Monday, April 29, 2013

Manhattan's Hills

Manhattan seems flat to casual visitors, and it is flat,  more or less.  The grid layout of the streets certainly reinforces this impression.  But those of us who live here and walk extensively through the city notice the hills, not like those of Boston and San Francisco, to be sure, but there are inclines that betray the presence of gentle hillsides.

When the first settlers arrived at the island’s southern end, there were hills beyond it; as they extended the settlement northward they razed down the rising terrain but they did not flattened all the hills totally, and some names stayed.  There is Lenox Hill in the area around 70th Street and Park Avenue, which I notice on my walk up from 1st Avenue to the Lenox Post Office, where I sometimes have to go to pick up packages.  Further up Park Avenue there is Carnegie Hill near 92nd Street where streets incline up noticeably from all directions; I’m made aware of it when I go to 92nd St. Y.  Murray Hill to the south, around 36th Street, makes a trip to the Morgan Library from the south an uphill climb.  San Juan Hill was where Lincoln Center stands now; Tenth Avenue is an incline up northward from 54th Street, and the crossstreets toward Hudson River is a very steep slope down, which I experience when I walk along CUNY’s John Jay College of Criminal Justice to get to its Gerald W. Lynch Theater.

In Upper Manhattan, the topography is more varied.  There is Morningside Heights, the site of the Columbia University, Hamilton Heights further up in West Harlem (with Sugar Hill to the east), and finally Washington Heights in the northern reaches of Manhattan, which marks the highest point of the island; I associate it with the Fort Tryon Park and the Cloisters in it, and it is rugged. Finally, there is Marble Hill but it is today across the rerouted Harlem River. 

Rome has seven hills, and so does Manhattan, humbly.

Saturday, April 27, 2013

さつき - alazea

窓際の 小鉢のさつきも 花盛り
    日差しまぶしい アパートの春。

On the window sill,
     the little potted azalea
           is now in full bloom.
The sunshine is oh so bright --
     Spring’s come to the apartment.

Tuesday, April 23, 2013

Knowledge - 知識


Making a clear distinction between what one knows and does not know is knowledge.  Making an effort to know what one does not know is learning. Making a statement unknowingly about what one does not know as if one does is ignorance. Making a statement knowingly about what one does not know as if one knows is shamelessness.

Monday, April 15, 2013

Bongevity - 福寿

Living into old age is considered felicitous in all cultures. Life is precious and to have it cut short is no doubt a great misfortune, even though in long perspective one can not really be sure that is so.  There are those who die before 40 and accomplish much, while others live to 100 and leave behind little they can be proud of.  People are certainly living longer today than, say, a century ago.  To some extent modern medicine has been aiding longevity but too often for its own sake with tubes and various mechanical devices without regard for its quality.  What is really to be celebrated is a prolonged good life -- fukuju rather than mere chôju in Japanese or bongevity in my coinage, as distinct from longevity.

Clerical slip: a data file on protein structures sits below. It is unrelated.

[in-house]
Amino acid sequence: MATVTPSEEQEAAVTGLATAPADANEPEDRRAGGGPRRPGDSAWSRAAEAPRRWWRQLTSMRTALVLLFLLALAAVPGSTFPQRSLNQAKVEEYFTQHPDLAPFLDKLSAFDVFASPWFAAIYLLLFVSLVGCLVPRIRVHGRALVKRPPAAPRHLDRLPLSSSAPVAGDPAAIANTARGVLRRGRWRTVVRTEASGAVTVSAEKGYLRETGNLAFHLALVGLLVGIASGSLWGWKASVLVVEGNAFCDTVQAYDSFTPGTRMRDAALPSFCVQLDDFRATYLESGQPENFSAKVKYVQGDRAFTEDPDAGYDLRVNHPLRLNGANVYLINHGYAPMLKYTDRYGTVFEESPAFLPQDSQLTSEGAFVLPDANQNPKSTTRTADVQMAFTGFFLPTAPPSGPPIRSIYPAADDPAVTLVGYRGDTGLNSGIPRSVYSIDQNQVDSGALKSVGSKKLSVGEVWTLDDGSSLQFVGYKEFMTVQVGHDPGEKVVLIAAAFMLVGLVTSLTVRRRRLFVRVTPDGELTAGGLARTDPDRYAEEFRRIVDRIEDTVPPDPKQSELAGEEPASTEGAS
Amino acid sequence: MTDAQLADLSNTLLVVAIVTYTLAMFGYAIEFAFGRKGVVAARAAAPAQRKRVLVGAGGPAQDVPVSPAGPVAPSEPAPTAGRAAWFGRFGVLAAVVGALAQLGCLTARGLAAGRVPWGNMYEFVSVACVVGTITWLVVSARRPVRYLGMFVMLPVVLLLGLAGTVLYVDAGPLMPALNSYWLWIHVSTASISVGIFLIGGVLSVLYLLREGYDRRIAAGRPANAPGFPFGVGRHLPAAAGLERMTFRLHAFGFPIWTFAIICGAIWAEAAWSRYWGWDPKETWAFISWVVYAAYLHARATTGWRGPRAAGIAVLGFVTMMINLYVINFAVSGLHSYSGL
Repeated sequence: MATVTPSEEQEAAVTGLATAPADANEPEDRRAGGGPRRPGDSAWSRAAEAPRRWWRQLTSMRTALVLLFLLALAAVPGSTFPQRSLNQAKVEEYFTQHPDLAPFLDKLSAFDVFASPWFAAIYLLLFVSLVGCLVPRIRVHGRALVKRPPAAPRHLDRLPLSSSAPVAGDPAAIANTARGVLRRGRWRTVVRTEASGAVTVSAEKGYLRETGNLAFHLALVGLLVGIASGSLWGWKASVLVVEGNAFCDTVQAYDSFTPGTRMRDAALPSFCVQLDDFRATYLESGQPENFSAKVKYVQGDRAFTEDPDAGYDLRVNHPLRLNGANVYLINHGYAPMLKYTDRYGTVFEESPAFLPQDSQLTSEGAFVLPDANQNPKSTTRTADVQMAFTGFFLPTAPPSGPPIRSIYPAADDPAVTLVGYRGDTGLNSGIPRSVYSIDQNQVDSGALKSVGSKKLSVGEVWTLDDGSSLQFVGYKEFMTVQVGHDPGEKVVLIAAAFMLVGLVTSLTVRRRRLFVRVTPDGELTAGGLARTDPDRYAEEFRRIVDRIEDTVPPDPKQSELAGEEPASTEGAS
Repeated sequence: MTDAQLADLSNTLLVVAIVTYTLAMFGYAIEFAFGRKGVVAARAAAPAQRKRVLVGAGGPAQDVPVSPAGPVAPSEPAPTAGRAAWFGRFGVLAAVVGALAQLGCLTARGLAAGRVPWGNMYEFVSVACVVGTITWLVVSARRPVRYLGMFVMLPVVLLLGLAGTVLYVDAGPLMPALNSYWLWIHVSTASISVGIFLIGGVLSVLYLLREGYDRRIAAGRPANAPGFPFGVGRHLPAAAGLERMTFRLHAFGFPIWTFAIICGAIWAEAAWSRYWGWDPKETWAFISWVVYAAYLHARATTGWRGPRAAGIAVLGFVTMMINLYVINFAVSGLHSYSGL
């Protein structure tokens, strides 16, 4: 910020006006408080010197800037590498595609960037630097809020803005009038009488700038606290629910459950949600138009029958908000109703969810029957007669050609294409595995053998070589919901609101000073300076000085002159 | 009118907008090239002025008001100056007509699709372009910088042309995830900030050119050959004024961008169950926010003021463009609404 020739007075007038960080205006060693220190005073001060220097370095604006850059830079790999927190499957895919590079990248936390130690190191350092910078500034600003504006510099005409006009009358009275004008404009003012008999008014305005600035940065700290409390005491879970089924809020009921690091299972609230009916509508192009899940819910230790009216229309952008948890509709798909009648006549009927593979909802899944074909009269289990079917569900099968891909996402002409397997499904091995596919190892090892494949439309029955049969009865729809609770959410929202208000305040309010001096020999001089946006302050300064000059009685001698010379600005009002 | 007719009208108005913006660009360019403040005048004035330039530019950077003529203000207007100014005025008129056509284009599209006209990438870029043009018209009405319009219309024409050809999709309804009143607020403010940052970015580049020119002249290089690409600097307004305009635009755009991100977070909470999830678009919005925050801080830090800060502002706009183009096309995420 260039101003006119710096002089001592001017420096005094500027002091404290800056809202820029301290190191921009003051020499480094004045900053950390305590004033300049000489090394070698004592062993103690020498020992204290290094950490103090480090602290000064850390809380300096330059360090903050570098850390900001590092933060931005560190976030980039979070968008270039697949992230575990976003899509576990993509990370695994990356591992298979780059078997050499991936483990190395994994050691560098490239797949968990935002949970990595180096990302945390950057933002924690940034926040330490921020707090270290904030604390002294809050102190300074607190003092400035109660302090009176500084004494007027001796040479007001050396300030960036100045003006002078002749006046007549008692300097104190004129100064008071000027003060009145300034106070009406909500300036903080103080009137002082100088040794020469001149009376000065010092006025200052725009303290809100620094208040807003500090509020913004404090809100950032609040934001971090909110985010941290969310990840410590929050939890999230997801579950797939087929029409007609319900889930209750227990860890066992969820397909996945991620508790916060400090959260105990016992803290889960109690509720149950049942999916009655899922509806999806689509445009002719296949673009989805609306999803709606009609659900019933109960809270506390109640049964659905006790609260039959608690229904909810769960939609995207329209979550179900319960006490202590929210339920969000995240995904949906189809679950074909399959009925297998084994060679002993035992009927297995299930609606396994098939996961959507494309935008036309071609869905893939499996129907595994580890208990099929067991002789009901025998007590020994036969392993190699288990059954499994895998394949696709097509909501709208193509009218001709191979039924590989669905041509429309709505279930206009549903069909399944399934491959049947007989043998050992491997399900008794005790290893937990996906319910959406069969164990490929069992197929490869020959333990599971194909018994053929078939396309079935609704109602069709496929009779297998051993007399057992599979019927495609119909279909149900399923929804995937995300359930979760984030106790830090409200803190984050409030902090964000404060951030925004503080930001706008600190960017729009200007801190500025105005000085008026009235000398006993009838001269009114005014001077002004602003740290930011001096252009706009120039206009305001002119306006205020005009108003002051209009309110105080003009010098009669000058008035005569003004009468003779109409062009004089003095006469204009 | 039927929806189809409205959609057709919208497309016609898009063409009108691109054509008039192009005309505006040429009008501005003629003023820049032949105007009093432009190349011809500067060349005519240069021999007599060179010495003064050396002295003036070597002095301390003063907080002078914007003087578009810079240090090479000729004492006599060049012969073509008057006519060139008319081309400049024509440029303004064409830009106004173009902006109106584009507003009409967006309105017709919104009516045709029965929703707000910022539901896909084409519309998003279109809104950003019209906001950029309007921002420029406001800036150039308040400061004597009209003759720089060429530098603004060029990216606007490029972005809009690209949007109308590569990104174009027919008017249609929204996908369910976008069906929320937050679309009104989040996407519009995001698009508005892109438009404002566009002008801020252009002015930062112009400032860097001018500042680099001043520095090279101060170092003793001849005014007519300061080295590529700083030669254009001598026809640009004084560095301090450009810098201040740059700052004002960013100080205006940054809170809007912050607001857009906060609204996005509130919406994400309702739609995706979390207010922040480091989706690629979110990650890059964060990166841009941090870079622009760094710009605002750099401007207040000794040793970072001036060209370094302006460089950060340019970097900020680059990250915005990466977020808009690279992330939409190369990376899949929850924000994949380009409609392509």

A happy long life or bongevity requires, first of all, good health, naturally, and a modestly comfortable fund to insure it.  But in my pursuit of bongevity, I also attend to these five disciplines: setting a clear purpose in living day by day, finding joy in the immediate world, avoiding unnecessary worries, exercising compassion, and surrounding myself with a circle of good friends.

To insure good health, one must be kind to one’s own body. This does not mean engaging in rigorous exercises, but developing a habit of simple diligence in doing anything, that is, making effort in everyday affairs where effort is called for, like walking, climbing up and down the stairs, keeping house, running errands and carrying stuff; strictly to be avoided are slacking and slouching.  Then, one must eat well, that is, choose simple but wholesome food and eat lightly and mindfully.  Physical well-being is to an extent promised by a comfortable finance, and this has to be planned long ahead; living frugally with minimal luxury and saving from early in one’s working years assure a comfortable asset in retirement, which in turn removes material worries in day-to-day living in old age; but the habit of saving also trains us to continue living thriftily, that is, simply but not parsimoniously.